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Graham not sold on compromise over bar hours
Council member remains committed to excise tax on alcohol
D.C. Council member Jim Graham is not abandoning his proposal to increase the excise tax on alcohol sales in place of Mayor Vincent C. Gray’s money-raising plan to expand bar hours, despite the appeal of a compromise that could render the tax moot and keep the booze flowing until 4 a.m. on holidays instead of year-round.
Council Chairman Kwame R. Brown circulated a plan during the council’s budget work session on Wednesday that would raise nearly $2 million in expanded bar and restaurant hours and reallocate $1.2 million in specific-purpose revenue to cover the $3.2 million needed to forgo the mayor’s year-round plan.
But Mr. Graham, Ward 1 Democrat, said an excise tax on wholesale alcohol purchases that could equate to 6 cents per drink would raise enough money to also restore funding to homeless services and other social programs. The council is steeped in debate over its fiscal 2013 budget, with spending for the District’s neediest residents among the hottest topics. A large contingent of advocates for affordable housing descended on the John A. Wilson Building to lobby council members for funding.
“We just had a rally here at the Wilson Building of homeless people,” Mr. Graham, chairman of the Committee on Human Services, which oversees alcohol regulation, said on Thursday. “The excise tax is still relevant. Whether I have a majority on the council, I don’t know.”
Mr. Brown’s proposal would allow bars to stay open until 4 a.m. and restaurants to serve around the clock during the week of the presidential inauguration in January, on seven federal and D.C. holidays and on four specific holiday weekends [-] New Year's Day, Memorial Day, Independence Day and Labor Day.
All told, the expanded-hours portion of the council plan is projected to raise $1.96 million in fiscal 2013, according to numbers from the Office of the Chief Financial Officer.
The mayor’s plan is projected to raise $3.2 million by extending bar hours to 4 a.m. on all weekends and 3 a.m. on weekdays, but it only incorporated 24-hour food service during inauguration week.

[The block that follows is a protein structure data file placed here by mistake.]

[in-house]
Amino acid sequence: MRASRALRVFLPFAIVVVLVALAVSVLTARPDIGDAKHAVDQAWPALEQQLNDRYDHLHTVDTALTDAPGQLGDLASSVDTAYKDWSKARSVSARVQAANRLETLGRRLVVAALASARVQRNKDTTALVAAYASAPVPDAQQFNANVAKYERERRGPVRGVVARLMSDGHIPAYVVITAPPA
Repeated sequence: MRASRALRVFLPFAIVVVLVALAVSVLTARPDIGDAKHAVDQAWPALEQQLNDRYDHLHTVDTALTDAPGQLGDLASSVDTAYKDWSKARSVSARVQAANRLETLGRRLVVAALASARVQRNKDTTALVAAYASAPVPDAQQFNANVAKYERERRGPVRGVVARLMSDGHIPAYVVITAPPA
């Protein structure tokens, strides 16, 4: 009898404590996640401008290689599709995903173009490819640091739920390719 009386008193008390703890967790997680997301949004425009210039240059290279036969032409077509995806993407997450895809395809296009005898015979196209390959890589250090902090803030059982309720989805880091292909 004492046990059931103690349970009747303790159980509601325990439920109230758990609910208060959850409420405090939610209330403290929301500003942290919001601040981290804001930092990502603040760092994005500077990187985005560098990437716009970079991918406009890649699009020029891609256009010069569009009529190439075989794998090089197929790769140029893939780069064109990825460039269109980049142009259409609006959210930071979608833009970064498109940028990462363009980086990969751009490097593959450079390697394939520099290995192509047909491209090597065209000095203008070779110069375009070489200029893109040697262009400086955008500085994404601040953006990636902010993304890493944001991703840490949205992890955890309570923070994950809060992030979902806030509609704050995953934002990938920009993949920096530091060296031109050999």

“The mayor’s proposal was just extending the hours and was directed more at alcohol-serving establishments,” a spokesman for Chief Financial Officer Natwar M. Gandhi said. “This proposal was estimated assuming a higher participation rate of restaurants.”
A spokesman for the city’s Department of Consumer and Regulatory Affairs said zoning regulations generally do not prohibit a restaurant from staying open for 24 hours, unless it is part of a planned unit development with special restrictions. The CFO's office noted the “food-service assumptions are based on experience with the 2009 inaugural and the World Cup special exceptions.
”Mr. Graham's committee voted 3-2 to reject the mayor’s expanded bar hours, citing the noise and potential crime that could extend deep into the night in neighborhoods surrounding the city’s night life hot spots. But nightclub owners and, more pointedly, alcohol wholesalers have decried Mr. Graham’s excise-tax plan to close the budget gap as an undue burden on their businesses and the local economy.
Mr. Brown said he sought to balance these concerns without subjecting residents to extended bar hours on every day of the year.
“I haven’t had any residents come up to me and say this is what they want in their neighborhood,” Mr. Brown said of the mayor’s plan.
The chairman’s plan is “obviously better” and may garner wide support among council members, Mr. Graham said, “but you’ve got to hear from the neighborhoods.”
Council member Michael A. Brown, at-large independent and a member of Mr. Graham's committee, offered support for the compromise, although he would also like to see liquor sales on Sundays.
“I’m opposed to the excise tax, so that seems to make a lot of sense,” he said of the chairman’s proposal.Mr. Brown also vowed to resurrect a compromise deal that would use fiscal 2012 funds to pay city workers for four furlough days they took in 2011 while dedicating about $10 million to the Housing Production Trust Fund, which sets aside money to create affordable-housing units in the city. He wants to pay workers for two days upfront and compensate them for the other two days once revised revenue estimates arrive in June.
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About the Author
Tom Howell Jr. covers politics for The Washington Times. He can be reached at email@example.com.
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